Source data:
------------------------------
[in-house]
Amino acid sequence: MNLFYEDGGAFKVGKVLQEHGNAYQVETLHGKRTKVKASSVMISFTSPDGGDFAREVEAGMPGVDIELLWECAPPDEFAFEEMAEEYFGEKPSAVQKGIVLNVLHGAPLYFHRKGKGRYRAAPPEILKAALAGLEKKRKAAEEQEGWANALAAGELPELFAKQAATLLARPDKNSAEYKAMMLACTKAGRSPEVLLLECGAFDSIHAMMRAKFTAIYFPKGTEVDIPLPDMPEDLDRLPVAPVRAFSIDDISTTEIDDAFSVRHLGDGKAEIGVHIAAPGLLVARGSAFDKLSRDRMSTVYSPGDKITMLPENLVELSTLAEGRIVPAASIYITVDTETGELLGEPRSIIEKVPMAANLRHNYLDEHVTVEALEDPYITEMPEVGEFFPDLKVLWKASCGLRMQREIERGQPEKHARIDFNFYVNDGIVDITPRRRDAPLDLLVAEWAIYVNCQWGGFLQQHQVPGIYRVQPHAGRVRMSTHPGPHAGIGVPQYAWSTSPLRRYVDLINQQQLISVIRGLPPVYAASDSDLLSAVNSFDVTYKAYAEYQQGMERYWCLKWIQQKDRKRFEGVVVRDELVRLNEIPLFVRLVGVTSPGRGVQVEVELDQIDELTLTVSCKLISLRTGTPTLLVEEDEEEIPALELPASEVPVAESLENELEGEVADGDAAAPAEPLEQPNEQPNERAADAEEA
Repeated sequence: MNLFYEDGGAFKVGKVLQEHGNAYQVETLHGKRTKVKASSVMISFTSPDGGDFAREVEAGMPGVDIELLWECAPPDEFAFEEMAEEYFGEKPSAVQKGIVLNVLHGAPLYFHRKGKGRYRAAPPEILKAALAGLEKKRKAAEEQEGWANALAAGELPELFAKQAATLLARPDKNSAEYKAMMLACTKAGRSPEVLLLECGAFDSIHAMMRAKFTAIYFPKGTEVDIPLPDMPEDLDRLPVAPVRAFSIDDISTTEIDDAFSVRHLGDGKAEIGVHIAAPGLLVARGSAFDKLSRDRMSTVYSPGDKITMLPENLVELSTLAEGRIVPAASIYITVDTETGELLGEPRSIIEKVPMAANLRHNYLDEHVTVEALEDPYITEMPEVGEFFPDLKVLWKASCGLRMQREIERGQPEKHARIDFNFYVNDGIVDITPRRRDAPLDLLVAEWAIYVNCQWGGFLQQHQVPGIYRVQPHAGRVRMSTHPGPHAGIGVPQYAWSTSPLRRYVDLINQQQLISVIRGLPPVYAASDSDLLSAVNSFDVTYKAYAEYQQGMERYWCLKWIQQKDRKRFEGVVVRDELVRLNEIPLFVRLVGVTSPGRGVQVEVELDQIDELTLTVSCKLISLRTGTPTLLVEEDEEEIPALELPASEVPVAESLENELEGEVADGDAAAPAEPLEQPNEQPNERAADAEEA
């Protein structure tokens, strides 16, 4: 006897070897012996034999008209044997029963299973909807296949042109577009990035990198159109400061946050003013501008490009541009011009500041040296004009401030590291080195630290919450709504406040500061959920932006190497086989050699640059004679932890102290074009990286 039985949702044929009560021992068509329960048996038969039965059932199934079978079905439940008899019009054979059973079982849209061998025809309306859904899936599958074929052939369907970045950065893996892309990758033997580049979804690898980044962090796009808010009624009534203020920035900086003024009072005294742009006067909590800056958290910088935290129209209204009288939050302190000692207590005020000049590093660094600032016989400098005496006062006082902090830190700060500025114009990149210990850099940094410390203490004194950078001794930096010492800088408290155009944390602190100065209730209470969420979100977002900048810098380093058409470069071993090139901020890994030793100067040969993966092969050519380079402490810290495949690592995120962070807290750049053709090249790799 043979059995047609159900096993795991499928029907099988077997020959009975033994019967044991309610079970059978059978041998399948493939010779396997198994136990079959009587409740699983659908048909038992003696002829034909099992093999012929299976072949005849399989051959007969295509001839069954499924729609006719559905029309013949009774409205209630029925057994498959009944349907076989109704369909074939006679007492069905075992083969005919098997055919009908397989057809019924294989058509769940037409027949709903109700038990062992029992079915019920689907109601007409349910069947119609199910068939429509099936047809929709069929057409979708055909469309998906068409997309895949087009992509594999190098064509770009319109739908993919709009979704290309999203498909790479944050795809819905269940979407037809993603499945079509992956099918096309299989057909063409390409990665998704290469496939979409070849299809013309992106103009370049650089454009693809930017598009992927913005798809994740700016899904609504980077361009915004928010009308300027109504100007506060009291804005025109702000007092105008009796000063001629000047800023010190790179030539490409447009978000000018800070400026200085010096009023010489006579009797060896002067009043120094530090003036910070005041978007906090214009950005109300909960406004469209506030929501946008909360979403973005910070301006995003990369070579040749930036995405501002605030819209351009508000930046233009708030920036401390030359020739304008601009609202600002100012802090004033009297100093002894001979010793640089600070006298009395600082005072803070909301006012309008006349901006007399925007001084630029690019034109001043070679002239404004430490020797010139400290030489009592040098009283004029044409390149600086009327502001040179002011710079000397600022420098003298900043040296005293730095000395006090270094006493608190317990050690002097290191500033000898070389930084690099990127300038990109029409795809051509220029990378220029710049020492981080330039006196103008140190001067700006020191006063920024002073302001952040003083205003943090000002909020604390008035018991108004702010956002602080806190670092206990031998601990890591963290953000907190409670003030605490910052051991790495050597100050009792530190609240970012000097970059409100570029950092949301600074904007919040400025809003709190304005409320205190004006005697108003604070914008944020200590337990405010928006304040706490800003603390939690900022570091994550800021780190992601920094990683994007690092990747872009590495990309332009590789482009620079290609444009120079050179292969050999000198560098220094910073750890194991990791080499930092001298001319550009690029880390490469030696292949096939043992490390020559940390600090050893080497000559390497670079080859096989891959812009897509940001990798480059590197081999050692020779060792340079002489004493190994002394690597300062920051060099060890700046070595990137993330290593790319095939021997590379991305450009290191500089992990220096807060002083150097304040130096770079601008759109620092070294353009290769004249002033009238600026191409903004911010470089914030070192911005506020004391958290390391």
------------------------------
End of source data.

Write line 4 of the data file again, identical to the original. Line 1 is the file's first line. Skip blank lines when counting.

């Protein structure tokens, strides 16, 4: 006897070897012996034999008209044997029963299973909807296949042109577009990035990198159109400061946050003013501008490009541009011009500041040296004009401030590291080195630290919450709504406040500061959920932006190497086989050699640059004679932890102290074009990286 039985949702044929009560021992068509329960048996038969039965059932199934079978079905439940008899019009054979059973079982849209061998025809309306859904899936599958074929052939369907970045950065893996892309990758033997580049979804690898980044962090796009808010009624009534203020920035900086003024009072005294742009006067909590800056958290910088935290129209209204009288939050302190000692207590005020000049590093660094600032016989400098005496006062006082902090830190700060500025114009990149210990850099940094410390203490004194950078001794930096010492800088408290155009944390602190100065209730209470969420979100977002900048810098380093058409470069071993090139901020890994030793100067040969993966092969050519380079402490810290495949690592995120962070807290750049053709090249790799 043979059995047609159900096993795991499928029907099988077997020959009975033994019967044991309610079970059978059978041998399948493939010779396997198994136990079959009587409740699983659908048909038992003696002829034909099992093999012929299976072949005849399989051959007969295509001839069954499924729609006719559905029309013949009774409205209630029925057994498959009944349907076989109704369909074939006679007492069905075992083969005919098997055919009908397989057809019924294989058509769940037409027949709903109700038990062992029992079915019920689907109601007409349910069947119609199910068939429509099936047809929709069929057409979708055909469309998906068409997309895949087009992509594999190098064509770009319109739908993919709009979704290309999203498909790479944050795809819905269940979407037809993603499945079509992956099918096309299989057909063409390409990665998704290469496939979409070849299809013309992106103009370049650089454009693809930017598009992927913005798809994740700016899904609504980077361009915004928010009308300027109504100007506060009291804005025109702000007092105008009796000063001629000047800023010190790179030539490409447009978000000018800070400026200085010096009023010489006579009797060896002067009043120094530090003036910070005041978007906090214009950005109300909960406004469209506030929501946008909360979403973005910070301006995003990369070579040749930036995405501002605030819209351009508000930046233009708030920036401390030359020739304008601009609202600002100012802090004033009297100093002894001979010793640089600070006298009395600082005072803070909301006012309008006349901006007399925007001084630029690019034109001043070679002239404004430490020797010139400290030489009592040098009283004029044409390149600086009327502001040179002011710079000397600022420098003298900043040296005293730095000395006090270094006493608190317990050690002097290191500033000898070389930084690099990127300038990109029409795809051509220029990378220029710049020492981080330039006196103008140190001067700006020191006063920024002073302001952040003083205003943090000002909020604390008035018991108004702010956002602080806190670092206990031998601990890591963290953000907190409670003030605490910052051991790495050597100050009792530190609240970012000097970059409100570029950092949301600074904007919040400025809003709190304005409320205190004006005697108003604070914008944020200590337990405010928006304040706490800003603390939690900022570091994550800021780190992601920094990683994007690092990747872009590495990309332009590789482009620079290609444009120079050179292969050999000198560098220094910073750890194991990791080499930092001298001319550009690029880390490469030696292949096939043992490390020559940390600090050893080497000559390497670079080859096989891959812009897509940001990798480059590197081999050692020779060792340079002489004493190994002394690597300062920051060099060890700046070595990137993330290593790319095939021997590379991305450009290191500089992990220096807060002083150097304040130096770079601008759109620092070294353009290769004249002033009238600026191409903004911010470089914030070192911005506020004391958290390391």